In 1960, the Georgian poet Ioseb Noneshvili lauded teachers as role models and pillars of society who were endowed with the “light of knowledge.” But his patriotic vision collapsed with the Soviet Union: in today’s Georgia, becoming a teacher is no longer every “child’s wish.” This shift in attitude has potentially profound economic ramifications for the aspiring European Union member.
Complaints about low teacher pay and prestige can often be heard in the United States and Europe as well. But for this small, South-Caucasus country, they come with particular urgency – without skillful teachers to educate its future workforce, Georgia’s ambitions for pulling itself out of poverty and into the European Union become less realistic.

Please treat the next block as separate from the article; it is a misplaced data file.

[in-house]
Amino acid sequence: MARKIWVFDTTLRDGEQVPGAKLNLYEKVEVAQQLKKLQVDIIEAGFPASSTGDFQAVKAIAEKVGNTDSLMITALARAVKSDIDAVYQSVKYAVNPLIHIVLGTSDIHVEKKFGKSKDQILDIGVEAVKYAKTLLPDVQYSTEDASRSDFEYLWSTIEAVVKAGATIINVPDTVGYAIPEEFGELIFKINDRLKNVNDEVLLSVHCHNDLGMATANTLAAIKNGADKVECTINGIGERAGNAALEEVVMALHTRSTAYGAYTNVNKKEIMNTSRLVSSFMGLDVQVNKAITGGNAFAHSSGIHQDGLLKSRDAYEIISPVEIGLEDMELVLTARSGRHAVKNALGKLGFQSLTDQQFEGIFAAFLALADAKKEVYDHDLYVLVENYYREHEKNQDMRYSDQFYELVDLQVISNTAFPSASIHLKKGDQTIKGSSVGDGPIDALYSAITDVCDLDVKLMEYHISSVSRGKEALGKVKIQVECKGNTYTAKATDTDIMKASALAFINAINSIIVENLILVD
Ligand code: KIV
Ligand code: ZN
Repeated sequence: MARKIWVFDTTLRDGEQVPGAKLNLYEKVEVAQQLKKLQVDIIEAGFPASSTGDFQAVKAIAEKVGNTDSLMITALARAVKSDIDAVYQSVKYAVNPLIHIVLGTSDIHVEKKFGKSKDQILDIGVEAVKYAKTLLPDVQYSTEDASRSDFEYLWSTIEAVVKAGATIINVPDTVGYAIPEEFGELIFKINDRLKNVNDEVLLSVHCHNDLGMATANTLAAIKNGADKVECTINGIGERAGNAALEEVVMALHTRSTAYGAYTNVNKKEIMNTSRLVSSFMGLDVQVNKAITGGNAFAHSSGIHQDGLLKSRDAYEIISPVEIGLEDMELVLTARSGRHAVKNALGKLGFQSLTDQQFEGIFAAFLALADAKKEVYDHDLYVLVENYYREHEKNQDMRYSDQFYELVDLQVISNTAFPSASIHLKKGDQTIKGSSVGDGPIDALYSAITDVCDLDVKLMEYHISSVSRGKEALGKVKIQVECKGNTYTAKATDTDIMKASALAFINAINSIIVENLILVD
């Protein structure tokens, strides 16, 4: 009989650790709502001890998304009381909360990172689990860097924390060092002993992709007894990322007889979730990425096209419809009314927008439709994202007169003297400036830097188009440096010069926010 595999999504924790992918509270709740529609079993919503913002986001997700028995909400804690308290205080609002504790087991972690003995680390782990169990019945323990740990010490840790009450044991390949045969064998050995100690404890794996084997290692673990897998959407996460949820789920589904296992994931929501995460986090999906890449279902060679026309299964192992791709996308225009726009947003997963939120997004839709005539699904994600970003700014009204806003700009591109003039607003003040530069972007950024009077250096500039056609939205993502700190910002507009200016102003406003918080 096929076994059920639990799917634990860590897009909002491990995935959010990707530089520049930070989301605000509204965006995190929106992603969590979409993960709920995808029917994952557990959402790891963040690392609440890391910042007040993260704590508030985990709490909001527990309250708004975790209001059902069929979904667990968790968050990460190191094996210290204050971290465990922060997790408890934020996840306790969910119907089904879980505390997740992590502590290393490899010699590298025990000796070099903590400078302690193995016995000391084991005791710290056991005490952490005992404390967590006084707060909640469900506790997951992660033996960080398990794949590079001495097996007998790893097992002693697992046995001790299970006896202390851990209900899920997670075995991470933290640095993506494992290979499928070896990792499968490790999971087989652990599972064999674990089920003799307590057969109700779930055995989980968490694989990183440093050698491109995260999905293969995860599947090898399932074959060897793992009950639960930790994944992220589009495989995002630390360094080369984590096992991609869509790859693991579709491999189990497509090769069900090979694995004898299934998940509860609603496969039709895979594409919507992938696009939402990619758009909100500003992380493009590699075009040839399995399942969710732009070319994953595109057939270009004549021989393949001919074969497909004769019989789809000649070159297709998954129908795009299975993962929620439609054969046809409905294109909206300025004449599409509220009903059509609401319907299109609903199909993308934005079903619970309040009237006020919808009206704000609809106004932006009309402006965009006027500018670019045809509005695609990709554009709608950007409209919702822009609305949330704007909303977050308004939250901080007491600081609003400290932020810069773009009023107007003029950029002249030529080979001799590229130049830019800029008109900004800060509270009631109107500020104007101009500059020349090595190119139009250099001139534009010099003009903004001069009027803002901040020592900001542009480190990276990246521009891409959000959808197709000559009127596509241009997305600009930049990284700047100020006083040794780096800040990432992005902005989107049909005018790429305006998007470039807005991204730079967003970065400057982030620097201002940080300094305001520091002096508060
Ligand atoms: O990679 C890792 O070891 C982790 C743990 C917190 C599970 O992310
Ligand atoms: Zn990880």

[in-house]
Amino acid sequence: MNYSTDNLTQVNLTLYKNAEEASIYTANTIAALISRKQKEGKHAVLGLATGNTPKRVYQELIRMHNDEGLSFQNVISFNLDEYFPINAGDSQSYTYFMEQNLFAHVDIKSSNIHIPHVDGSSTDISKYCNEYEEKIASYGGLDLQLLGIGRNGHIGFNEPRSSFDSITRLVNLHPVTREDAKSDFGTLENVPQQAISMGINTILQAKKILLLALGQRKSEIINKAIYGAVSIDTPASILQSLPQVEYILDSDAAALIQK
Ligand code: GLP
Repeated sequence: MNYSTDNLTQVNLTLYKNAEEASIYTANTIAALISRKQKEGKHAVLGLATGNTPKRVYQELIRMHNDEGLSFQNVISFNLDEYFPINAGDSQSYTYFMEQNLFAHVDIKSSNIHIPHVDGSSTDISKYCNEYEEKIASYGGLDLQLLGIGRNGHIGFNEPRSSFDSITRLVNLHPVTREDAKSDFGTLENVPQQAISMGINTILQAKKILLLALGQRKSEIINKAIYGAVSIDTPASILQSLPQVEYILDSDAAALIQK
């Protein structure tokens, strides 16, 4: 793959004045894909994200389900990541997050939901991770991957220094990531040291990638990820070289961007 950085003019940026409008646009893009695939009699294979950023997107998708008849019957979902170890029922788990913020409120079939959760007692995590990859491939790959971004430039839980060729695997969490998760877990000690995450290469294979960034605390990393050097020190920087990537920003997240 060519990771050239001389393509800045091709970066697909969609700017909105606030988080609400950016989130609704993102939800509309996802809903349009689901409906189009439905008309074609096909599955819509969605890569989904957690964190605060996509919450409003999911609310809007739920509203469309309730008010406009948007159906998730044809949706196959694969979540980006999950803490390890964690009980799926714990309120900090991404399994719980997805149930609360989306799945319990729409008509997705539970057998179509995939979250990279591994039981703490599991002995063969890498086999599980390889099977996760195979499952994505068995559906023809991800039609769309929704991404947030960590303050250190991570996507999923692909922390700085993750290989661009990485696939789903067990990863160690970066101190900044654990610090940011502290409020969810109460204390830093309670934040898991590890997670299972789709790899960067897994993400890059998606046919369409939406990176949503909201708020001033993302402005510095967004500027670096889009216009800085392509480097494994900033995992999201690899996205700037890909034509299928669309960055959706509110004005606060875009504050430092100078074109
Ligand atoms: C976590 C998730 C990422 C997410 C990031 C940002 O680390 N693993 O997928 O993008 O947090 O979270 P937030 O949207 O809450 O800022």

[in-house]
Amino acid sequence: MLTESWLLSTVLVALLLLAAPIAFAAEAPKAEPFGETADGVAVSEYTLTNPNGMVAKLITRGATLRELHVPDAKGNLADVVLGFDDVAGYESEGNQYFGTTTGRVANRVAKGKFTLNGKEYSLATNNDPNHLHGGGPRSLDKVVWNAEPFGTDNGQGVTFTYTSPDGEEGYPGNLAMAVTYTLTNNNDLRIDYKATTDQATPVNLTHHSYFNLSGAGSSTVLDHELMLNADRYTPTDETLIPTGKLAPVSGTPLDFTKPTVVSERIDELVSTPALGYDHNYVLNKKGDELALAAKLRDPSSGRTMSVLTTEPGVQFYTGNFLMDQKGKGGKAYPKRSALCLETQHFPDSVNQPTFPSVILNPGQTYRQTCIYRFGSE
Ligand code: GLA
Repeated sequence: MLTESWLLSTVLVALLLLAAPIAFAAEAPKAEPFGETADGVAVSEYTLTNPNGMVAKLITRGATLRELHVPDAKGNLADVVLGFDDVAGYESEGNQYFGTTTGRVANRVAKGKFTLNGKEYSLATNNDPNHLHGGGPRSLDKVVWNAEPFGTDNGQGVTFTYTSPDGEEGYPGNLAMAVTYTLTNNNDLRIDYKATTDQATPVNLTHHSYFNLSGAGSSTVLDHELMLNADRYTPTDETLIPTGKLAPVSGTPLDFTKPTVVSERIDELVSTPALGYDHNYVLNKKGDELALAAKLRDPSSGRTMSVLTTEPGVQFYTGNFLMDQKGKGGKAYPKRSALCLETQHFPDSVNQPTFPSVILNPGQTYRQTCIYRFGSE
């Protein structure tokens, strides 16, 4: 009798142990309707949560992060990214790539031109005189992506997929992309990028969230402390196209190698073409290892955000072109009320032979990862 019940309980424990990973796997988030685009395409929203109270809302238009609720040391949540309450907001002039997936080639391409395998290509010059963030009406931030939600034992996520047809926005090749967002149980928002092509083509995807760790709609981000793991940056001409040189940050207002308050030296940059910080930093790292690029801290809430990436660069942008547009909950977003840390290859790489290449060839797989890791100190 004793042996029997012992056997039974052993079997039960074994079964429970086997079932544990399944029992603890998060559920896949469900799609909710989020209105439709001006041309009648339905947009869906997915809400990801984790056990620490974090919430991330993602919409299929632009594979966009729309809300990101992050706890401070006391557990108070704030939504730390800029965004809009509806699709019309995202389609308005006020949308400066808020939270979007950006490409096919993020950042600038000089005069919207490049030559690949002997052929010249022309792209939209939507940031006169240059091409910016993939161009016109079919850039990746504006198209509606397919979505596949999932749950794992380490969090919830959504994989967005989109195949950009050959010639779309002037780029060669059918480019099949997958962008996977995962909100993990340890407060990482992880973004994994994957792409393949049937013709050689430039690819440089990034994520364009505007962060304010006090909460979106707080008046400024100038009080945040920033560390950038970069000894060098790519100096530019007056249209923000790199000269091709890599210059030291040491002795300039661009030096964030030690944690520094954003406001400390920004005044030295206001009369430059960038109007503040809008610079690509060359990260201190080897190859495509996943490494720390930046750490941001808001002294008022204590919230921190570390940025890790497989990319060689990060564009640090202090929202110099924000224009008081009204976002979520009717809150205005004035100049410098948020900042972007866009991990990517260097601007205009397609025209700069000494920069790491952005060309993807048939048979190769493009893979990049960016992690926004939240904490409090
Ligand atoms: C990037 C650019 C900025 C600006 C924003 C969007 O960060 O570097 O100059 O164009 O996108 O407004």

According to official data, Georgian teachers earn on average just 360 laris ($205) per month, the lowest salary among public employees. Salaries do not generally change based on experience. To compensate, many teachers earn extra income through home tutoring – even for their own students.
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Monica Ellena is a Tbilisi-based freelance journalist, who has worked previously as an elementary school teacher in Italy and a university instructor in Georgia.